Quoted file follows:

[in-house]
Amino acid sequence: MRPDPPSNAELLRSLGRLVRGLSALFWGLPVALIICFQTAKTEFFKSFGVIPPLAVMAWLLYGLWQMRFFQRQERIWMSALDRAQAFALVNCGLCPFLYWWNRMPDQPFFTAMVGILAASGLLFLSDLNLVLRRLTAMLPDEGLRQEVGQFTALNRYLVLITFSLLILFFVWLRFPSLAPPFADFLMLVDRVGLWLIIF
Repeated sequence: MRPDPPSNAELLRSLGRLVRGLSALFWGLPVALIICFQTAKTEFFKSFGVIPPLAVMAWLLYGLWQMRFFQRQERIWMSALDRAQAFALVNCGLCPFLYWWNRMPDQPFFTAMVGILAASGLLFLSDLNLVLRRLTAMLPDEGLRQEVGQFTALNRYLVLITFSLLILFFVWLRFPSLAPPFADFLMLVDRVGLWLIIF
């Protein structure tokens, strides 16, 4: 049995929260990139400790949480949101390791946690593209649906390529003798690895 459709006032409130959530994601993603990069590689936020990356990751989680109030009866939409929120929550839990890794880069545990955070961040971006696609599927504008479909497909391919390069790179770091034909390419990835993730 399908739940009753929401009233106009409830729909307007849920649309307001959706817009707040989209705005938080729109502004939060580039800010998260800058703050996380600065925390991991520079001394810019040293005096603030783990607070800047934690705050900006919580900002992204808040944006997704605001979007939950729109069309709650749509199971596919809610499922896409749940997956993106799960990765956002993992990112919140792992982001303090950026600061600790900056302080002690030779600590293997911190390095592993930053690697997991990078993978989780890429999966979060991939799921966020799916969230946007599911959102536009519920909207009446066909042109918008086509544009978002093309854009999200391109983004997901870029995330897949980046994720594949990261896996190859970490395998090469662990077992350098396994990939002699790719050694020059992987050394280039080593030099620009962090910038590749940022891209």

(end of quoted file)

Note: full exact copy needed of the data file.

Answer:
[in-house]
Amino acid sequence: MRPDPPSNAELLRSLGRLVRGLSALFWGLPVALIICFQTAKTEFFKSFGVIPPLAVMAWLLYGLWQMRFFQRQERIWMSALDRAQAFALVNCGLCPFLYWWNRMPDQPFFTAMVGILAASGLLFLSDLNLVLRRLTAMLPDEGLRQEVGQFTALNRYLVLITFSLLILFFVWLRFPSLAPPFADFLMLVDRVGLWLIIF
Repeated sequence: MRPDPPSNAELLRSLGRLVRGLSALFWGLPVALIICFQTAKTEFFKSFGVIPPLAVMAWLLYGLWQMRFFQRQERIWMSALDRAQAFALVNCGLCPFLYWWNRMPDQPFFTAMVGILAASGLLFLSDLNLVLRRLTAMLPDEGLRQEVGQFTALNRYLVLITFSLLILFFVWLRFPSLAPPFADFLMLVDRVGLWLIIF
């Protein structure tokens, strides 16, 4: 049995929260990139400790949480949101390791946690593209649906390529003798690895 459709006032409130959530994601993603990069590689936020990356990751989680109030009866939409929120929550839990890794880069545990955070961040971006696609599927504008479909497909391919390069790179770091034909390419990835993730 399908739940009753929401009233106009409830729909307007849920649309307001959706817009707040989209705005938080729109502004939060580039800010998260800058703050996380600065925390991991520079001394810019040293005096603030783990607070800047934690705050900006919580900002992204808040944006997704605001979007939950729109069309709650749509199971596919809610499922896409749940997956993106799960990765956002993992990112919140792992982001303090950026600061600790900056302080002690030779600590293997911190390095592993930053690697997991990078993978989780890429999966979060991939799921966020799916969230946007599911959102536009519920909207009446066909042109918008086509544009978002093309854009999200391109983004997901870029995330897949980046994720594949990261896996190859970490395998090469662990077992350098396994990939002699790719050694020059992987050394280039080593030099620009962090910038590749940022891209």